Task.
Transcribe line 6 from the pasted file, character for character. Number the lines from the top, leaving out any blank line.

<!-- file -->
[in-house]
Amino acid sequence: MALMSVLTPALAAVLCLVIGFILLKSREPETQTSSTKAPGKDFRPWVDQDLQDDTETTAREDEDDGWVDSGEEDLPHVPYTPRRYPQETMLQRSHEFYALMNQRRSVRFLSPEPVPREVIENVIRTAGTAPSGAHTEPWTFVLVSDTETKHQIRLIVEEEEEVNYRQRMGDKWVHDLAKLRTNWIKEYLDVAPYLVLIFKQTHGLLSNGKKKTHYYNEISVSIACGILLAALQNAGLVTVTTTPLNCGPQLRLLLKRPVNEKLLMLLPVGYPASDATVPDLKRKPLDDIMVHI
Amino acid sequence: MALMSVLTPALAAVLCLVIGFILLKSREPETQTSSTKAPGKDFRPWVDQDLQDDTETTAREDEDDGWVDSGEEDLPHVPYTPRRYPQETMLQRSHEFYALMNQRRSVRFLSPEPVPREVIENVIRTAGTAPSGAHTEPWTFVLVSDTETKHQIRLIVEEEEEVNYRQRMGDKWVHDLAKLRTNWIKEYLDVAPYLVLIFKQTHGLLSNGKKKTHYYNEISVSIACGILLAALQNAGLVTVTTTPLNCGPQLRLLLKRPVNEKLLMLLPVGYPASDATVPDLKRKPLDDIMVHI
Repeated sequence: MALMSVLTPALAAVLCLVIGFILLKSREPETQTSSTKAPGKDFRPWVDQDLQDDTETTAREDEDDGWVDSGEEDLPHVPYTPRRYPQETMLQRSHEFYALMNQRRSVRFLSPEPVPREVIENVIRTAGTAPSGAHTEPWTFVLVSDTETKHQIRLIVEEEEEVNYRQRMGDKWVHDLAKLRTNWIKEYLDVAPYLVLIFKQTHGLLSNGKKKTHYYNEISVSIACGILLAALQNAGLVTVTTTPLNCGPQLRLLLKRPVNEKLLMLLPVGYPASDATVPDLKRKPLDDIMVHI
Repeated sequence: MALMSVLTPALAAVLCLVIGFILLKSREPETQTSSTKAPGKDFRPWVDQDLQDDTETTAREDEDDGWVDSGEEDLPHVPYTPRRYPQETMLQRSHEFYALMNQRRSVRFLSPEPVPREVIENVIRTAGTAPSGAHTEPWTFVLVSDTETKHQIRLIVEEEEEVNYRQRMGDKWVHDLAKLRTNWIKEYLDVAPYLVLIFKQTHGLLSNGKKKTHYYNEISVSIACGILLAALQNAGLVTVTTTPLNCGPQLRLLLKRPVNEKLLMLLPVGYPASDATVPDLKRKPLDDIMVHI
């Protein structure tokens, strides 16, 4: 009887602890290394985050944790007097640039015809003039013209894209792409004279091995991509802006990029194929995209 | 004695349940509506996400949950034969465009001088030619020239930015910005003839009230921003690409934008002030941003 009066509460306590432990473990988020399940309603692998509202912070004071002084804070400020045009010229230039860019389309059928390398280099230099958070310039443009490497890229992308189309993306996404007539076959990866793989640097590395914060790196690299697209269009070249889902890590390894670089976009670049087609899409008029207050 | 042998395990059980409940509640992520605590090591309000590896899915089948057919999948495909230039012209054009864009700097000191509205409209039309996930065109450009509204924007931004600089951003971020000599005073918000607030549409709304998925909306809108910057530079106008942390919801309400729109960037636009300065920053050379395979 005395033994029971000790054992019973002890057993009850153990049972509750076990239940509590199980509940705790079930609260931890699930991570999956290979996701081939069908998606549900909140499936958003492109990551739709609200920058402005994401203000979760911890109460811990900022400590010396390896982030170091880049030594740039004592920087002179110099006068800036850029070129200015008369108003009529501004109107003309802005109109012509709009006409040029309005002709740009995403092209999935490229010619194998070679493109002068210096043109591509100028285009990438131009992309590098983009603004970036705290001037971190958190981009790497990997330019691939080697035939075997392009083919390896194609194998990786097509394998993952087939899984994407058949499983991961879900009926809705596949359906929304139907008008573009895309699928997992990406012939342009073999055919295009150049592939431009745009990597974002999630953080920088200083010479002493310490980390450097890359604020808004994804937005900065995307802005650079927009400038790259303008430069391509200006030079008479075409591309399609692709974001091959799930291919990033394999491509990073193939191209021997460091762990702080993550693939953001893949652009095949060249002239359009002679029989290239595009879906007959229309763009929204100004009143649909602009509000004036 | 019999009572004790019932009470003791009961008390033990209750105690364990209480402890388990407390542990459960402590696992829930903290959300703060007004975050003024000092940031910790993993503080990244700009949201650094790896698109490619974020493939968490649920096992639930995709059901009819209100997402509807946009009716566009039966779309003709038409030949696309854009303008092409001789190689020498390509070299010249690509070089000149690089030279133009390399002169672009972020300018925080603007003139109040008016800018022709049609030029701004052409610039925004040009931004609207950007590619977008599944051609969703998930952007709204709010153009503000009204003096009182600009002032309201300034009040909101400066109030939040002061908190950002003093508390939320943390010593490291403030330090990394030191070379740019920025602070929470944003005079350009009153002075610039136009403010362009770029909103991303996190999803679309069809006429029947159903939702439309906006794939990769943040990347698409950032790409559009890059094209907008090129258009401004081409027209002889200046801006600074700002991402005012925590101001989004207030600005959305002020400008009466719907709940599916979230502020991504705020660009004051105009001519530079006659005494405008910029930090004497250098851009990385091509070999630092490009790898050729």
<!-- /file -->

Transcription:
């Protein structure tokens, strides 16, 4: 009887602890290394985050944790007097640039015809003039013209894209792409004279091995991509802006990029194929995209 | 004695349940509506996400949950034969465009001088030619020239930015910005003839009230921003690409934008002030941003 009066509460306590432990473990988020399940309603692998509202912070004071002084804070400020045009010229230039860019389309059928390398280099230099958070310039443009490497890229992308189309993306996404007539076959990866793989640097590395914060790196690299697209269009070249889902890590390894670089976009670049087609899409008029207050 | 042998395990059980409940509640992520605590090591309000590896899915089948057919999948495909230039012209054009864009700097000191509205409209039309996930065109450009509204924007931004600089951003971020000599005073918000607030549409709304998925909306809108910057530079106008942390919801309400729109960037636009300065920053050379395979 005395033994029971000790054992019973002890057993009850153990049972509750076990239940509590199980509940705790079930609260931890699930991570999956290979996701081939069908998606549900909140499936958003492109990551739709609200920058402005994401203000979760911890109460811990900022400590010396390896982030170091880049030594740039004592920087002179110099006068800036850029070129200015008369108003009529501004109107003309802005109109012509709009006409040029309005002709740009995403092209999935490229010619194998070679493109002068210096043109591509100028285009990438131009992309590098983009603004970036705290001037971190958190981009790497990997330019691939080697035939075997392009083919390896194609194998990786097509394998993952087939899984994407058949499983991961879900009926809705596949359906929304139907008008573009895309699928997992990406012939342009073999055919295009150049592939431009745009990597974002999630953080920088200083010479002493310490980390450097890359604020808004994804937005900065995307802005650079927009400038790259303008430069391509200006030079008479075409591309399609692709974001091959799930291919990033394999491509990073193939191209021997460091762990702080993550693939953001893949652009095949060249002239359009002679029989290239595009879906007959229309763009929204100004009143649909602009509000004036 | 019999009572004790019932009470003791009961008390033990209750105690364990209480402890388990407390542990459960402590696992829930903290959300703060007004975050003024000092940031910790993993503080990244700009949201650094790896698109490619974020493939968490649920096992639930995709059901009819209100997402509807946009009716566009039966779309003709038409030949696309854009303008092409001789190689020498390509070299010249690509070089000149690089030279133009390399002169672009972020300018925080603007003139109040008016800018022709049609030029701004052409610039925004040009931004609207950007590619977008599944051609969703998930952007709204709010153009503000009204003096009182600009002032309201300034009040909101400066109030939040002061908190950002003093508390939320943390010593490291403030330090990394030191070379740019920025602070929470944003005079350009009153002075610039136009403010362009770029909103991303996190999803679309069809006429029947159903939702439309906006794939990769943040990347698409950032790409559009890059094209907008090129258009401004081409027209002889200046801006600074700002991402005012925590101001989004207030600005959305002020400008009466719907709940599916979230502020991504705020660009004051105009001519530079006659005494405008910029930090004497250098851009990385091509070999630092490009790898050729």